STN: Inform Your Corporate Clients: There are hard dollar costs and service implications associated with carrier-specific "direct connections" and/or fragmented workflow, such as the following:

Increased costs and service degradation

JD: This entire section just goes to fuel a rumor mill intent on pushing more scare tactics that will keep travel agencies "in line" with the legacy workflows in place today by the GDS. Specific examples are illustrated by the bullet points.

STN: Limited choice and reduced ability to shop for the best value for the trip

JD: Given many of the airlines' desire to control their own product, I would argue that without embracing newer traveler-authenticated shopping models, TMCs may find themselves severely disadvantaged.

STN: Inability to access and apply negotiated rates

JD: This is industry standard stuff in use all over the place, and totally not the case! We are even seeing instant and dynamic pricing based on traveler authentication.

STN: Inefficiencies in PNR services, creating disjointed online and offline processes

JD: Actually, there is some pretty cool stuff in production today, from Farelogix and other companies, for servicing and managing disparate PNRs.

STN: Compromised program governance

JD: None of this is happening today with airline content that is not in the GDS. Give the professional TMCs some credit here. I have seen some very impressive data management systems operating at a number of TMCs and they are not just managing data they get from the GDS, but rather multiple sources.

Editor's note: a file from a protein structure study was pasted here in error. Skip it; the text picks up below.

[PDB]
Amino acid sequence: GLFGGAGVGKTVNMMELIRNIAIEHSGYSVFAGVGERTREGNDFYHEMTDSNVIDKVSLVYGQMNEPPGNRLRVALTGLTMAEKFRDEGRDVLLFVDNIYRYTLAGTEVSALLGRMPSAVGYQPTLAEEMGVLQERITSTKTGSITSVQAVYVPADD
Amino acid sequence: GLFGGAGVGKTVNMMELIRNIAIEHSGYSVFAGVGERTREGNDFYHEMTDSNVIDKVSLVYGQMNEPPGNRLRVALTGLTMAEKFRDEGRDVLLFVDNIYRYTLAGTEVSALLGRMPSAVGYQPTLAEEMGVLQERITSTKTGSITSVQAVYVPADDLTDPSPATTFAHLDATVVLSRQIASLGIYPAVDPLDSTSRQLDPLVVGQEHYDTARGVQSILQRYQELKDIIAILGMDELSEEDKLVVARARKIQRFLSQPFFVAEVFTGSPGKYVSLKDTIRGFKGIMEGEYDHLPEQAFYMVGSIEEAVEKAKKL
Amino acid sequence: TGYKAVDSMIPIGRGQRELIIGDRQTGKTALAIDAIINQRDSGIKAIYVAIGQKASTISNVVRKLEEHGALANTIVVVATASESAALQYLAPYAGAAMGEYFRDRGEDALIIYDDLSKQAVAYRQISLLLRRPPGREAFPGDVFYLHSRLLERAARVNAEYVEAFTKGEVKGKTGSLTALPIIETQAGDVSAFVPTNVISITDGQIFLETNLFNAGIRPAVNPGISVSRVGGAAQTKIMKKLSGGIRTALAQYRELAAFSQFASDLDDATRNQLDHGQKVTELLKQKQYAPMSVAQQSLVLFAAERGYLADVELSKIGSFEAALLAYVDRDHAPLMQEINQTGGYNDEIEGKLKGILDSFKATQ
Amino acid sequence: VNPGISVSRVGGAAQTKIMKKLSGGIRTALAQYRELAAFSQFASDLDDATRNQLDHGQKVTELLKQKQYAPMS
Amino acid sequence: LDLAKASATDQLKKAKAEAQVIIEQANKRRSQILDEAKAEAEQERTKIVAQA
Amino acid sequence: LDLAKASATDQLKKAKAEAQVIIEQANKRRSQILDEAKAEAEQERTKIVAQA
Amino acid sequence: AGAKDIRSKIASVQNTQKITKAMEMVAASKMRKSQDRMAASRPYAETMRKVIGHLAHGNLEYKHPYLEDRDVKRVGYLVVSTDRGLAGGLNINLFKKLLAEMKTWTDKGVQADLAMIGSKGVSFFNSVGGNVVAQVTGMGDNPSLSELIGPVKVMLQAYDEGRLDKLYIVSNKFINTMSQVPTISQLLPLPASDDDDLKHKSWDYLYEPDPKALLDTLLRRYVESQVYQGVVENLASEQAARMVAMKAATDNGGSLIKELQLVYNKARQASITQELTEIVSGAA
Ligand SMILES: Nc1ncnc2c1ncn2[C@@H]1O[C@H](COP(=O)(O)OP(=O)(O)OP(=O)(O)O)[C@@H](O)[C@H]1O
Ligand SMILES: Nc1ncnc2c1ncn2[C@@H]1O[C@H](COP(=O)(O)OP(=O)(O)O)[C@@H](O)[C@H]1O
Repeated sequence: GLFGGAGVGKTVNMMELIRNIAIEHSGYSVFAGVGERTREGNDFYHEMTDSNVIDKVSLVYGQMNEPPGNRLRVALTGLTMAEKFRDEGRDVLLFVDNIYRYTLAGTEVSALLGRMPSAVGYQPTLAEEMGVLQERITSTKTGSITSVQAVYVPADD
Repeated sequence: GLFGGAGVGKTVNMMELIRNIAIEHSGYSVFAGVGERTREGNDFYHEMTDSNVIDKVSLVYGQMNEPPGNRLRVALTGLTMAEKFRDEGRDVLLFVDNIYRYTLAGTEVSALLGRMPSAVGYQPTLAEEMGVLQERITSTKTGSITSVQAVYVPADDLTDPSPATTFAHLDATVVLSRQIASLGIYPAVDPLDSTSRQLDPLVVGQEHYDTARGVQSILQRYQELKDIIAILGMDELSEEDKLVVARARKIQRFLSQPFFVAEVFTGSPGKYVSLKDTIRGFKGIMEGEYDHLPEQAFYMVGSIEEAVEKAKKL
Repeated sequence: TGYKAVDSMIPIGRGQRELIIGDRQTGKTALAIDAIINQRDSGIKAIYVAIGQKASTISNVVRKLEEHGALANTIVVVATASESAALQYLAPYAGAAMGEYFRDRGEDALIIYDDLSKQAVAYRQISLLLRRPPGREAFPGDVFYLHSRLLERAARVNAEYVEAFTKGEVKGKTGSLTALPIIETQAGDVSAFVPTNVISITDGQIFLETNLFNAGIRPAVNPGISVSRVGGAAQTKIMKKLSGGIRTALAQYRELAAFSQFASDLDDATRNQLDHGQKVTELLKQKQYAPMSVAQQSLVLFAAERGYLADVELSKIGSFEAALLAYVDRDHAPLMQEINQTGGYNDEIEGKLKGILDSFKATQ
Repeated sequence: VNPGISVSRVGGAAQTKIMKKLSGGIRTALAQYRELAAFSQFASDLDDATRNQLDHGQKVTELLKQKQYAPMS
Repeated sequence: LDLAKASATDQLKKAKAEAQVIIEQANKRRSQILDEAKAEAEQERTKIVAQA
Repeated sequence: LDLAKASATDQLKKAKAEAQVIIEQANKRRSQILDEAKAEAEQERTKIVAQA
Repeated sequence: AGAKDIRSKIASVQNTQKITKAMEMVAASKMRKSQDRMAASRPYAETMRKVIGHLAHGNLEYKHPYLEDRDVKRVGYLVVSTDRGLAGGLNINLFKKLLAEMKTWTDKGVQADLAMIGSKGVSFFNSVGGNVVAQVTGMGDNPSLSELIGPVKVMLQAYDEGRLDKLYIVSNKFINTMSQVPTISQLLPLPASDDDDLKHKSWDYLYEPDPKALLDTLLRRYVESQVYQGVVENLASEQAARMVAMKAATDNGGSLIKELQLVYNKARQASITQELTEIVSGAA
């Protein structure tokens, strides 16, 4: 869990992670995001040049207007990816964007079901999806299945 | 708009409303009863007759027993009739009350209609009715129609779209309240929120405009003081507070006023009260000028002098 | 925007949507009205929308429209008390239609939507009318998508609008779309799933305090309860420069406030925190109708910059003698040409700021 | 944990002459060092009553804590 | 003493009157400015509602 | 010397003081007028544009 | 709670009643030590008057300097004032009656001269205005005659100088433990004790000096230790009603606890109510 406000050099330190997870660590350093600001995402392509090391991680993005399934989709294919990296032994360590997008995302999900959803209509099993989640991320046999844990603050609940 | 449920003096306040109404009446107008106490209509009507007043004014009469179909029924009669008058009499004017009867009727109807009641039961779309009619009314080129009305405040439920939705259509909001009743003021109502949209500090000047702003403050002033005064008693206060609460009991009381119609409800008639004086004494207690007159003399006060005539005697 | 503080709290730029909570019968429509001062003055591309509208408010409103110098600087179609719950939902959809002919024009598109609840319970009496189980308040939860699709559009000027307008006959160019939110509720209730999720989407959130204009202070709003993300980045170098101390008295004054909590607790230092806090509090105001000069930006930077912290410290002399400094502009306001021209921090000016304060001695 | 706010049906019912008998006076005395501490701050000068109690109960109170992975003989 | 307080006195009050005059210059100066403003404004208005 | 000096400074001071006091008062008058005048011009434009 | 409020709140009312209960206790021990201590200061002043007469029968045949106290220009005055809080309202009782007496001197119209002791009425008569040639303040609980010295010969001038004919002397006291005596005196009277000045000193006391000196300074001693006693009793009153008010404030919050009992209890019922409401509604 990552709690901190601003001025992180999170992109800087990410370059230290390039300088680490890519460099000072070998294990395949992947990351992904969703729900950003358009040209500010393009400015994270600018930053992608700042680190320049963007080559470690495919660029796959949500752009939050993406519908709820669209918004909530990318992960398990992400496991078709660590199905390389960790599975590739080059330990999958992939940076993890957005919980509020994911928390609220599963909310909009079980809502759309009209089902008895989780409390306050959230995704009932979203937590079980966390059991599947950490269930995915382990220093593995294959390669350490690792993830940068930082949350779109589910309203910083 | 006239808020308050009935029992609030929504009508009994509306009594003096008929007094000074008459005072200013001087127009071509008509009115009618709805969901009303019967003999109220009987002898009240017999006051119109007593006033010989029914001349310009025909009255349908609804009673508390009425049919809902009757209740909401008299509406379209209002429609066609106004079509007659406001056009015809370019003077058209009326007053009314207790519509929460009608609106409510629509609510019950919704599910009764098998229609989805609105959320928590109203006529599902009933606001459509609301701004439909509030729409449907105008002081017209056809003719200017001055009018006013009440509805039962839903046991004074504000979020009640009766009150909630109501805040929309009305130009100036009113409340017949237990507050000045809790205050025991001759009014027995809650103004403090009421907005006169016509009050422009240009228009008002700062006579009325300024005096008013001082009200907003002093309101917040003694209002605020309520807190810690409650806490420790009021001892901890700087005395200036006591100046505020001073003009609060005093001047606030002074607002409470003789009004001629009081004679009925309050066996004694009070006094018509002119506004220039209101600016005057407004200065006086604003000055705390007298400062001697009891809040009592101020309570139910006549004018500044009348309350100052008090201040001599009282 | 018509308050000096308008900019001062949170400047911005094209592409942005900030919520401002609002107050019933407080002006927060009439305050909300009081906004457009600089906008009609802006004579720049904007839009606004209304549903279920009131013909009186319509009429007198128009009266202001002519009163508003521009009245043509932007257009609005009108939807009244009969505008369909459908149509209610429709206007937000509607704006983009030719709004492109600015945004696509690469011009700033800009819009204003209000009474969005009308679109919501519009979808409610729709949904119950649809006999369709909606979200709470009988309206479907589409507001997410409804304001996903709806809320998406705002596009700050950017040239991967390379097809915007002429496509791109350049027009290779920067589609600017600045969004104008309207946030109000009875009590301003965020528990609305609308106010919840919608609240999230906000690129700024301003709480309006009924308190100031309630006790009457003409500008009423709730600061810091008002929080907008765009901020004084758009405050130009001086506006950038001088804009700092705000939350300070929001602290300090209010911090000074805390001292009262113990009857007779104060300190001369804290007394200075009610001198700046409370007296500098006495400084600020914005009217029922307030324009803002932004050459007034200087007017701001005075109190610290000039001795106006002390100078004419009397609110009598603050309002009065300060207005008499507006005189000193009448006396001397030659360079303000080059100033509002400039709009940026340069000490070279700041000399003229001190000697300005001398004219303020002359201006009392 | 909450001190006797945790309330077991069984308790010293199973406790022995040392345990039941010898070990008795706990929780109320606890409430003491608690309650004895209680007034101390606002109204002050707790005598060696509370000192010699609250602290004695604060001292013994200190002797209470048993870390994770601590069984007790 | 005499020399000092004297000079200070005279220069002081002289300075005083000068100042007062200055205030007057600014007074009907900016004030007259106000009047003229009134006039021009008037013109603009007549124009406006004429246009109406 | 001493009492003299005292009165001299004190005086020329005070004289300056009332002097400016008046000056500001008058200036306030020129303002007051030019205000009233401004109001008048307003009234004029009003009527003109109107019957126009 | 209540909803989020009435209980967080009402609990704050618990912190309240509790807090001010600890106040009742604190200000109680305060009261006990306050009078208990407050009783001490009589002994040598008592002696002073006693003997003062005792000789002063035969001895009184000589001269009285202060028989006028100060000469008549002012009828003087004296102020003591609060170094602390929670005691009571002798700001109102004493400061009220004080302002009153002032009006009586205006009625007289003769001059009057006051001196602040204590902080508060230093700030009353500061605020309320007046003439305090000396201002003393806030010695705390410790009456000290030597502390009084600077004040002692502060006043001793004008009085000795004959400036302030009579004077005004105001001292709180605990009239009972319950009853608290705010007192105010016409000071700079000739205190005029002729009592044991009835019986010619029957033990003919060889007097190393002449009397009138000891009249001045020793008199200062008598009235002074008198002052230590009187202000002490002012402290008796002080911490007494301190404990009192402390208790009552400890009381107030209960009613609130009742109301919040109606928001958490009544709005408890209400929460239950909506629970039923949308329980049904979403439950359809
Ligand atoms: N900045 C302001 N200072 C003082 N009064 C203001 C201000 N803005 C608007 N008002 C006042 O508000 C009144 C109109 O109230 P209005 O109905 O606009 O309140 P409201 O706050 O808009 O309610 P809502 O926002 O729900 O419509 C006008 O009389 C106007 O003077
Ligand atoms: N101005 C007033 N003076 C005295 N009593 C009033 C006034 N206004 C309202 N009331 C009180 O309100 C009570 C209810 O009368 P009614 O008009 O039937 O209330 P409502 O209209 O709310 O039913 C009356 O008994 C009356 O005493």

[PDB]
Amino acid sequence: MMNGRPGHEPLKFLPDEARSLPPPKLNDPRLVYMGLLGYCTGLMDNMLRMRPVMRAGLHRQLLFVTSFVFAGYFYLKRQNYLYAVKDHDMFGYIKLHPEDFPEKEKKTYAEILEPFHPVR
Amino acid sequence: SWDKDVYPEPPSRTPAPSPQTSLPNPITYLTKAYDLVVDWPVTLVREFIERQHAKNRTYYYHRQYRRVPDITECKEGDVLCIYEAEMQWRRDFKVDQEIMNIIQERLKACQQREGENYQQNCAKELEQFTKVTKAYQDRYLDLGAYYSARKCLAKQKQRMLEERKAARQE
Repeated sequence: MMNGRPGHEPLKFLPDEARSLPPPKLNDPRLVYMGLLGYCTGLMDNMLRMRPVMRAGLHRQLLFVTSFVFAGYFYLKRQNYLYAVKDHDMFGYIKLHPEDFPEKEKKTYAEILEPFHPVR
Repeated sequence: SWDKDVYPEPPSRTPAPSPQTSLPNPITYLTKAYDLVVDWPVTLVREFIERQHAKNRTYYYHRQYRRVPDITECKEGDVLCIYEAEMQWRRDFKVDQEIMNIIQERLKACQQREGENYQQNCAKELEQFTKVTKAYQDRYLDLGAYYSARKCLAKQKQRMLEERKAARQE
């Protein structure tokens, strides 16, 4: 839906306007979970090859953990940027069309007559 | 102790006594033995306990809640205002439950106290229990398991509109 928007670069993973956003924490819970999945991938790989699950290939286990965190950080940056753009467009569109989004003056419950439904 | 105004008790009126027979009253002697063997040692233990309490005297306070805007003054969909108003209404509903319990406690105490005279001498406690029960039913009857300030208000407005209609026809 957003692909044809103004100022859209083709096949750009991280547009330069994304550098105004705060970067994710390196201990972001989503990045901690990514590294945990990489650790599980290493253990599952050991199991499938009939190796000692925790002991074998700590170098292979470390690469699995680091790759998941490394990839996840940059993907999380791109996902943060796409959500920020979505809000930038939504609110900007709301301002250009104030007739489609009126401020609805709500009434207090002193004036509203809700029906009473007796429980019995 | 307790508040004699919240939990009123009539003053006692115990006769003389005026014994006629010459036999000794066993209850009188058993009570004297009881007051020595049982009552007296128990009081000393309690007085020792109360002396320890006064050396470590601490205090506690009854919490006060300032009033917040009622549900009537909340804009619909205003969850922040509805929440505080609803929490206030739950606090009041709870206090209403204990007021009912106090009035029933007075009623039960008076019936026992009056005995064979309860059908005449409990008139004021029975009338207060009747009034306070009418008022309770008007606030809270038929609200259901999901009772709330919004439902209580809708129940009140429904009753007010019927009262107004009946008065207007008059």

STN: Inability to effectively track and execute supplier and vendor commitments, and apply travel policy across all transactions

Potential loss of data required for government or regulatory reporting and tracking/ preventing fraud, waste, and abuse

Data management and security risks

JD: See answer above. Whoever wrote this needs to get out in the TMC community more often.

STN: Loss of centralized, aggregated data for tracking performance, compliance, etc.

Compromised data for negotiating new agreements

Exposure to security risks through inability to find travelers at a moment's notice

Clarifying Questions For Carriers

JD: Here, I have numbered the questions for reference purposes.

STN: Corporations can ask carriers the following clarifying questions regarding carrier-specific "direct connection" solutions:

1. Is your "direct connect" really ready for use right now?

JD: First, let's remember that The Open AXIS Group now publishes a standardized XML schema for airlines' direct connect connectivity. The standard has been adopted and is in production (read ready for use) with a number of the world's leading airlines.

Furthermore, I would like to clarify that implementation of the "direct connect channel" concept (and the Open AXIS Group schema) has two possible "flavors":

Part 1 Direct connect - GDS by-pass option. This is where an airline and a specific travel agency, corporate booking tool or online travel agency enters into a mutual commercial and technological relationship where the airline, or its designated third party technology company, provide a direct link between the agency and the airline. No GDS interaction is required.